Here’s the thing, right up front, okay?  Simon—Peter, as we know him—Simon Peter didn’t fall to his knees because there were too many fish in his boat.  That isn’t why he fell before Jesus and said, “Go away from me, Lord, for I am a sinful man.”  Simon Peter had caught fish before; maybe not that many, but he knew about fish.  What scared Peter, in that moment, was people.  Not fish.  People.

Would you change the world?  You gotta understand what Jesus said to them—I mean, what He really said.  It’ll blow you away.  Just like it blew Peter away.  And the others.  The words have been softened over the years, generation to generation.  The translations have taken out a lot of the punch, a lot of the sting, a lot of the demands of Jesus’ words.   In Greek, the words have punch.  The truth might stun a man, scare him, make him look for a way out.  The word translated, for us, to mean “deep waters,” means, in Greek, the chaos; it refers to the chaos that existed as Creation occurred   Now, just think about that; according to Luke, when Jesus said, “Put out into the deep water and let down your nets for a catch,” He was really saying let down your nets—reach deep into the chaos and let’s see what you catch there…  And, then, there’s that other word.  The word that’s translated, “…from now on, you will be catching people.”  Nice.  Nice.  Too nice.  Not scary, but nice.  Not a good translation.  It doesn’t have the depth of the original Greek.  Oh, it’s swell to think that Simon Peter could do something that would let him catch people.  Catch a few, just like fishing, pick out the ones you like and throw the others back.  And that’s the job.  Catch fish, catch people.  It’s all in a day’s work.  No fisherman ever, as far as I know, had a relationship with a fish.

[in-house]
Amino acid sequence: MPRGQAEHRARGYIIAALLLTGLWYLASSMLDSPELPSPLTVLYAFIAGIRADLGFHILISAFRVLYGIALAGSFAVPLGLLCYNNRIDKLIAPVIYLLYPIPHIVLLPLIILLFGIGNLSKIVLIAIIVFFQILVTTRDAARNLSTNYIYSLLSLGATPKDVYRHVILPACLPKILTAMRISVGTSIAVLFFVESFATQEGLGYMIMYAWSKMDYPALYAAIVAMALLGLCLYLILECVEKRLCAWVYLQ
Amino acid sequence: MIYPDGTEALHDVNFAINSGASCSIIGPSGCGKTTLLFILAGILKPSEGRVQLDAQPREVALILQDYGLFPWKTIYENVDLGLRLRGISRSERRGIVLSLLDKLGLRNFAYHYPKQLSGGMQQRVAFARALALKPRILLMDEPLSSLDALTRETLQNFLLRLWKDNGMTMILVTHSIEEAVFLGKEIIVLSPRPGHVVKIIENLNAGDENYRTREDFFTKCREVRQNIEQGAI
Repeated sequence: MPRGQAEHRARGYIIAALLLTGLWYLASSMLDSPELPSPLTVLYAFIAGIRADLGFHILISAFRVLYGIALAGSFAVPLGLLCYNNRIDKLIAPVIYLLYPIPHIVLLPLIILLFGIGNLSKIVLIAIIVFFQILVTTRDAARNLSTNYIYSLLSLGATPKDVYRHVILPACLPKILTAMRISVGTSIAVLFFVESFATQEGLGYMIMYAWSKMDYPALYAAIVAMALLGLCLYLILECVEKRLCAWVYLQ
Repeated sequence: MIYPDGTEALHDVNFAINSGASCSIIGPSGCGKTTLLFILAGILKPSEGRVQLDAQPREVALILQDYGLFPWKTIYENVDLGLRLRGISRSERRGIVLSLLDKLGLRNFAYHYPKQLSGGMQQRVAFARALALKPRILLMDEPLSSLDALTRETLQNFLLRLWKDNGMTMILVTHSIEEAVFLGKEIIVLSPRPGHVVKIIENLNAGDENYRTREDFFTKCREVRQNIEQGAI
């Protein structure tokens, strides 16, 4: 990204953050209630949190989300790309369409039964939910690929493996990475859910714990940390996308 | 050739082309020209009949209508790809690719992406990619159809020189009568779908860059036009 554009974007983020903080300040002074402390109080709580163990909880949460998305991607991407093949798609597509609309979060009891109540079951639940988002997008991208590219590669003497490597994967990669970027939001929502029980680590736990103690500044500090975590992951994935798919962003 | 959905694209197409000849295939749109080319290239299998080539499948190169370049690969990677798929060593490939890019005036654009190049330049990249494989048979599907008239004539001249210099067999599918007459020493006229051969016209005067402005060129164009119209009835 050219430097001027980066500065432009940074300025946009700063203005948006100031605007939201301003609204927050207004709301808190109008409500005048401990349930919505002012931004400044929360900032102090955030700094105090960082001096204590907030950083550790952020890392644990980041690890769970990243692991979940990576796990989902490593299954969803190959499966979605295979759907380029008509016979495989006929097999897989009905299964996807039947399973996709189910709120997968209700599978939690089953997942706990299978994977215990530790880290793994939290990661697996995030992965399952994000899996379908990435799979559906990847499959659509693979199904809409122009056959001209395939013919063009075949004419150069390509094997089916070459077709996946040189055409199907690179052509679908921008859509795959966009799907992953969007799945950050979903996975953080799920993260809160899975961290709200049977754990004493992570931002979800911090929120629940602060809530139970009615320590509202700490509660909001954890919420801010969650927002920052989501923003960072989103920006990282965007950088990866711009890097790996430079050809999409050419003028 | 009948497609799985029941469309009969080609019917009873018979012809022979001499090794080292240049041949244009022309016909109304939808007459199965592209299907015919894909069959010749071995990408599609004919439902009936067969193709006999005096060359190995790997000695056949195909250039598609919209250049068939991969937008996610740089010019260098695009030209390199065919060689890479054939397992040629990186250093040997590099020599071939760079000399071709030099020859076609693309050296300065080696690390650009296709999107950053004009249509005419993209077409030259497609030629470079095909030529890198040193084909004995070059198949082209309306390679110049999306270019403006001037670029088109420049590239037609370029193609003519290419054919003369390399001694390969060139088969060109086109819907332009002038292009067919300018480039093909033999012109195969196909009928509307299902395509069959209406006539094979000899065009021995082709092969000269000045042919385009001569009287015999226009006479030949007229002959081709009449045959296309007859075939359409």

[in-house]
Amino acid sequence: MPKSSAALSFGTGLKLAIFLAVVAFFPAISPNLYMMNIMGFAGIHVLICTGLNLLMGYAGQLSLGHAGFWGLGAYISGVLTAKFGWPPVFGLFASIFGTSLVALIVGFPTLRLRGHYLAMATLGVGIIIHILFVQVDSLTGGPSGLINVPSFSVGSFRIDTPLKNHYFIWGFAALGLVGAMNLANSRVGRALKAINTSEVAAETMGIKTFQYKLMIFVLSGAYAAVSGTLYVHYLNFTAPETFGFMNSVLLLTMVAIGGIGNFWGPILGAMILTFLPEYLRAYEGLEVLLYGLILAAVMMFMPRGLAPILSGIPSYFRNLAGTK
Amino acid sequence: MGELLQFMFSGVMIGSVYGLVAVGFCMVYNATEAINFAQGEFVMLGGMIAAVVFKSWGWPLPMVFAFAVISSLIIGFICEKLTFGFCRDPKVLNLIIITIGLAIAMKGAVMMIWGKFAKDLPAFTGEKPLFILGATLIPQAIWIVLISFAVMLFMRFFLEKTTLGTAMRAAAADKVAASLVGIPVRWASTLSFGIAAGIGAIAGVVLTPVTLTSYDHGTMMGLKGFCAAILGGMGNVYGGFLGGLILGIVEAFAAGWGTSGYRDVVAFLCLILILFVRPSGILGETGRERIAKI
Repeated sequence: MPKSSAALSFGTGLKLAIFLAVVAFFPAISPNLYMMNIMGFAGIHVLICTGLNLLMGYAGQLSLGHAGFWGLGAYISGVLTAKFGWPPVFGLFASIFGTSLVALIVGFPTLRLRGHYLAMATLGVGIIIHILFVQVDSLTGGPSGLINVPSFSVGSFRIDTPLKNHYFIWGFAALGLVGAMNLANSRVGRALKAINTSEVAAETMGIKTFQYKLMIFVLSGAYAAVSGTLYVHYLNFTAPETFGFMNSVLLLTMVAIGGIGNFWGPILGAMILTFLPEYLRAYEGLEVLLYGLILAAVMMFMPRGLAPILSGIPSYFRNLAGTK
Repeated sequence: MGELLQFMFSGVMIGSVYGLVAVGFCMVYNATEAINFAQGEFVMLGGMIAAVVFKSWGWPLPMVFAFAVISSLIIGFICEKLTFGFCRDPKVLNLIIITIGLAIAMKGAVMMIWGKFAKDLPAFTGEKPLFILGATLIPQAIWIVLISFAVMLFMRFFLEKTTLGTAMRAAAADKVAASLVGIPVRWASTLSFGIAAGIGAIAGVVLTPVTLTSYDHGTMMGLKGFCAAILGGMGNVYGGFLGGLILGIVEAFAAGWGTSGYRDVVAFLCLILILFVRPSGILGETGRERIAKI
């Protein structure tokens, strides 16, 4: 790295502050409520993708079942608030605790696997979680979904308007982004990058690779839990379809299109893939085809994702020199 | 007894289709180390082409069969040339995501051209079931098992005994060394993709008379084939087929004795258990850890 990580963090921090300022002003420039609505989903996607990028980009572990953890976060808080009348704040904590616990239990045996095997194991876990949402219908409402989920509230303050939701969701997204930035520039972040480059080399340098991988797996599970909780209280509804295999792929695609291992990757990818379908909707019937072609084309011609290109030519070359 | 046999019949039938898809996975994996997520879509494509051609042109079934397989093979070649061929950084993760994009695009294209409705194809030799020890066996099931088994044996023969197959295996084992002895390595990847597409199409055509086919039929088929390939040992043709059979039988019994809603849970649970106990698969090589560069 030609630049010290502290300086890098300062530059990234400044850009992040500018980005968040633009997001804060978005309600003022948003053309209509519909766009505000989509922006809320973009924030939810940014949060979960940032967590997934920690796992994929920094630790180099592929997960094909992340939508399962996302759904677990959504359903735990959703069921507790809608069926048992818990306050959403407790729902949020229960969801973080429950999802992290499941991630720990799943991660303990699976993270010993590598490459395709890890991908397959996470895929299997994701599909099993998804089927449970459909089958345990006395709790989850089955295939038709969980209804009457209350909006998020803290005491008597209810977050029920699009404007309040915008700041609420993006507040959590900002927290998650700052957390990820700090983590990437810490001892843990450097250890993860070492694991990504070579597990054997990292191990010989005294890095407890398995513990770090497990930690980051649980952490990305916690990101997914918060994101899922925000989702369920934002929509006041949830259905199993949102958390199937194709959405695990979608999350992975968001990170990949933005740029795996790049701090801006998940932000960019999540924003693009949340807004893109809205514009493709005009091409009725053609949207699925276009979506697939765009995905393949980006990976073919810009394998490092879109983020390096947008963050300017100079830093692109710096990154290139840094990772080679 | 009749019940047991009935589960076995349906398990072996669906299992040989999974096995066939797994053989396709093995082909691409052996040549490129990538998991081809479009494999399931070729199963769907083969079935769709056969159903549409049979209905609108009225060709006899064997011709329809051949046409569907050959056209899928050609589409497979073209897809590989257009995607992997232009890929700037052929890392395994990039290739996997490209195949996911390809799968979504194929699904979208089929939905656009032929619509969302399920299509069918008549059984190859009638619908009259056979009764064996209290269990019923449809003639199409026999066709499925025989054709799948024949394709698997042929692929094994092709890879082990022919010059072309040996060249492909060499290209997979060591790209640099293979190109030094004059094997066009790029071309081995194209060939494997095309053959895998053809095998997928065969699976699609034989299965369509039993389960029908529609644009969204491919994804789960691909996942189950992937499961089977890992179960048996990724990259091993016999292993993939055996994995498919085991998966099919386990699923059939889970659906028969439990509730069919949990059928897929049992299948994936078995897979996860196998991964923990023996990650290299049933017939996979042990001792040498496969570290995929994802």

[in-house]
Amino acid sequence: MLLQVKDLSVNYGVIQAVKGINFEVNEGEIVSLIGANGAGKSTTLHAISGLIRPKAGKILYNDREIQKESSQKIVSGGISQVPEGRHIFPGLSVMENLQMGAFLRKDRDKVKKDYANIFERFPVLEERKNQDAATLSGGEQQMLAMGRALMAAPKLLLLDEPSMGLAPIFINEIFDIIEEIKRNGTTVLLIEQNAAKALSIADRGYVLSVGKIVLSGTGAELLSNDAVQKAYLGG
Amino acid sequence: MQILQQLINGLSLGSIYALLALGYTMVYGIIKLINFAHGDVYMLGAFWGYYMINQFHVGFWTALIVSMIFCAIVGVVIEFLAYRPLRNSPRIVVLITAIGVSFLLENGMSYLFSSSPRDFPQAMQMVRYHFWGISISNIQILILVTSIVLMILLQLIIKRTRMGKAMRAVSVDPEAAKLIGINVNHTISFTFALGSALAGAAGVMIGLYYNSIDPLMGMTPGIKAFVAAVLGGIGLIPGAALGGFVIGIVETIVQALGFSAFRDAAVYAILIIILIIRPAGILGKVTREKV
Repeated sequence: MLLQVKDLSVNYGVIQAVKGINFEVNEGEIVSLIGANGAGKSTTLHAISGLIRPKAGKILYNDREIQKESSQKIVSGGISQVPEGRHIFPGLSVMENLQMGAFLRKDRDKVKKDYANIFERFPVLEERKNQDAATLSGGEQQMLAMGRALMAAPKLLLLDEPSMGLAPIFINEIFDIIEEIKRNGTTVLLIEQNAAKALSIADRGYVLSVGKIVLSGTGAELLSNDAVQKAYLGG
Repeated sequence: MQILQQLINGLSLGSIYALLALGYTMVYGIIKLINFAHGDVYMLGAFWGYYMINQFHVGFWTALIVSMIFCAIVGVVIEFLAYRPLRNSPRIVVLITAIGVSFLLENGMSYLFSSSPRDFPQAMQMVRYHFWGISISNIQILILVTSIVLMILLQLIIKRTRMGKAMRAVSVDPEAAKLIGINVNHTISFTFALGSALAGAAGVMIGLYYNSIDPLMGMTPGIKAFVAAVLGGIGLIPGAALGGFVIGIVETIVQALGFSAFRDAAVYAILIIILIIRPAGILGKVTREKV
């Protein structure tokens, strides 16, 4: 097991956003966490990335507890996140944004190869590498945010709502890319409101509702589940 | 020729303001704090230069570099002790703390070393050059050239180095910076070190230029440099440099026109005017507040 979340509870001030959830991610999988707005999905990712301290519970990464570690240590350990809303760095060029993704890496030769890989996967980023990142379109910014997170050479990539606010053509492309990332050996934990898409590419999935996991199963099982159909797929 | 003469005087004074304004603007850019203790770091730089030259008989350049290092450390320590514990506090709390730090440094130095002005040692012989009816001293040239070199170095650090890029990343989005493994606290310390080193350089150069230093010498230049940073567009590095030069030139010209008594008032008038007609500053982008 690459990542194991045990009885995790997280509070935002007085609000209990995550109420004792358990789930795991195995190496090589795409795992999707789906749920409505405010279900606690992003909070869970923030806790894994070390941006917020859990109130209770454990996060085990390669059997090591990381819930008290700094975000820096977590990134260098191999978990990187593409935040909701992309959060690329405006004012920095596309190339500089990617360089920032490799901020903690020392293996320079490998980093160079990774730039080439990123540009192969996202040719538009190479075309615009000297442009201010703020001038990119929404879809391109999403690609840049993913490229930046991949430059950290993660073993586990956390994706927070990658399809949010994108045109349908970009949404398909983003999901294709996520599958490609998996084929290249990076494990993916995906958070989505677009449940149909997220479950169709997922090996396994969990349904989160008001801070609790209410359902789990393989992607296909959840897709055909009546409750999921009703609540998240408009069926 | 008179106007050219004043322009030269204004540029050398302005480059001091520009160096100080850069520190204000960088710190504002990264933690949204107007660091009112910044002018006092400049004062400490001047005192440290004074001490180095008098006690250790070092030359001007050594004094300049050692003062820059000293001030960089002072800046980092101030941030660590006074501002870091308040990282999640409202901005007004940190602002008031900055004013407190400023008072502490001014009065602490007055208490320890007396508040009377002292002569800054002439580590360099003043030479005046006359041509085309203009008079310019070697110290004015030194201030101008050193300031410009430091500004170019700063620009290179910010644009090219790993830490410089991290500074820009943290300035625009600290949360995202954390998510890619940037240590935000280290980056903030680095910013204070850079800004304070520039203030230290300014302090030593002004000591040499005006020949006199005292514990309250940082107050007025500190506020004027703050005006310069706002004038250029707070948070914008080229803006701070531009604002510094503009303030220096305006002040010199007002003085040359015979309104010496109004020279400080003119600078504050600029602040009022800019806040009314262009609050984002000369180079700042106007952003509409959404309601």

The Gospels—Matthew Mark, Luke, and John—were written, originally, in Greek.  Luke wrote this in Greek, meaning that he probably had also read the Old Testament—the Hebrew Bible—after it was translated into Greek.  That was his language.  In the Greek of that time—the time when Luke wrote his account—his Gospel--the word that’s been translated “deep waters” meant the chaos of creation and the word translated “catching people” really meant “saving people, alive.”  Saving people, alive.  Here’s what blew Peter away, drove him to his knees, frightened him like he probably had never been frightened before.  Reach deep into the chaos of this world and you will be saving people, alive.  Reach deep into the chaos of this world, and you will save people, alive.

Would you change the world?

Can you imagine how that must have frightened Peter?  You’re a fisherman now, but I’m going to make you reach deep into the chaos of this world and you’ll save people alive.  And so he fell on his knees in a boat full of fish, begging Jesus just to leave him alone, because, in his mind, it was impossible.

And Jesus told Peter, “Do not be afraid.”